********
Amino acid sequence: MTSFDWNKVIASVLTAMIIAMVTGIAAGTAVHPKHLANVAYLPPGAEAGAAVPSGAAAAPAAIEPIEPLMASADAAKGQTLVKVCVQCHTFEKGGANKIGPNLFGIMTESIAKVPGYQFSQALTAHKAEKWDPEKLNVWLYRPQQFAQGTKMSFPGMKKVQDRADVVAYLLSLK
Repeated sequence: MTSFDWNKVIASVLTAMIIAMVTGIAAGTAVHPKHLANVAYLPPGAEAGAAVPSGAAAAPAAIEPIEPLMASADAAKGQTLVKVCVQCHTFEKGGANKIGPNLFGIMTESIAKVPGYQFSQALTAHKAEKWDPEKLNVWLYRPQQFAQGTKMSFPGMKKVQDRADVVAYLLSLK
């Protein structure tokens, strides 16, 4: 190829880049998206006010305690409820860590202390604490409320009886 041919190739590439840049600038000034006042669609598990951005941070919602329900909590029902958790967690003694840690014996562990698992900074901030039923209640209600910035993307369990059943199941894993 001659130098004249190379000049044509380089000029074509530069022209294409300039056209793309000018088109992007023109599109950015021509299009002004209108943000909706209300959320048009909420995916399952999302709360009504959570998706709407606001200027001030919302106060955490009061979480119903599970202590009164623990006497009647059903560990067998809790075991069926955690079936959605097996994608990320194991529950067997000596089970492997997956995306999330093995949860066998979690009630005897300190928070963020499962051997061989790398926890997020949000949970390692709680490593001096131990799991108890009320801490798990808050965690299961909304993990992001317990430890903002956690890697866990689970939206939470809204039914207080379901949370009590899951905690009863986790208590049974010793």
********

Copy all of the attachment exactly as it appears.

Amino acid sequence: MTSFDWNKVIASVLTAMIIAMVTGIAAGTAVHPKHLANVAYLPPGAEAGAAVPSGAAAAPAAIEPIEPLMASADAAKGQTLVKVCVQCHTFEKGGANKIGPNLFGIMTESIAKVPGYQFSQALTAHKAEKWDPEKLNVWLYRPQQFAQGTKMSFPGMKKVQDRADVVAYLLSLK
Repeated sequence: MTSFDWNKVIASVLTAMIIAMVTGIAAGTAVHPKHLANVAYLPPGAEAGAAVPSGAAAAPAAIEPIEPLMASADAAKGQTLVKVCVQCHTFEKGGANKIGPNLFGIMTESIAKVPGYQFSQALTAHKAEKWDPEKLNVWLYRPQQFAQGTKMSFPGMKKVQDRADVVAYLLSLK
């Protein structure tokens, strides 16, 4: 190829880049998206006010305690409820860590202390604490409320009886 041919190739590439840049600038000034006042669609598990951005941070919602329900909590029902958790967690003694840690014996562990698992900074901030039923209640209600910035993307369990059943199941894993 001659130098004249190379000049044509380089000029074509530069022209294409300039056209793309000018088109992007023109599109950015021509299009002004209108943000909706209300959320048009909420995916399952999302709360009504959570998706709407606001200027001030919302106060955490009061979480119903599970202590009164623990006497009647059903560990067998809790075991069926955690079936959605097996994608990320194991529950067997000596089970492997997956995306999330093995949860066998979690009630005897300190928070963020499962051997061989790398926890997020949000949970390692709680490593001096131990799991108890009320801490798990808050965690299961909304993990992001317990430890903002956690890697866990689970939206939470809204039914207080379901949370009590899951905690009863986790208590049974010793």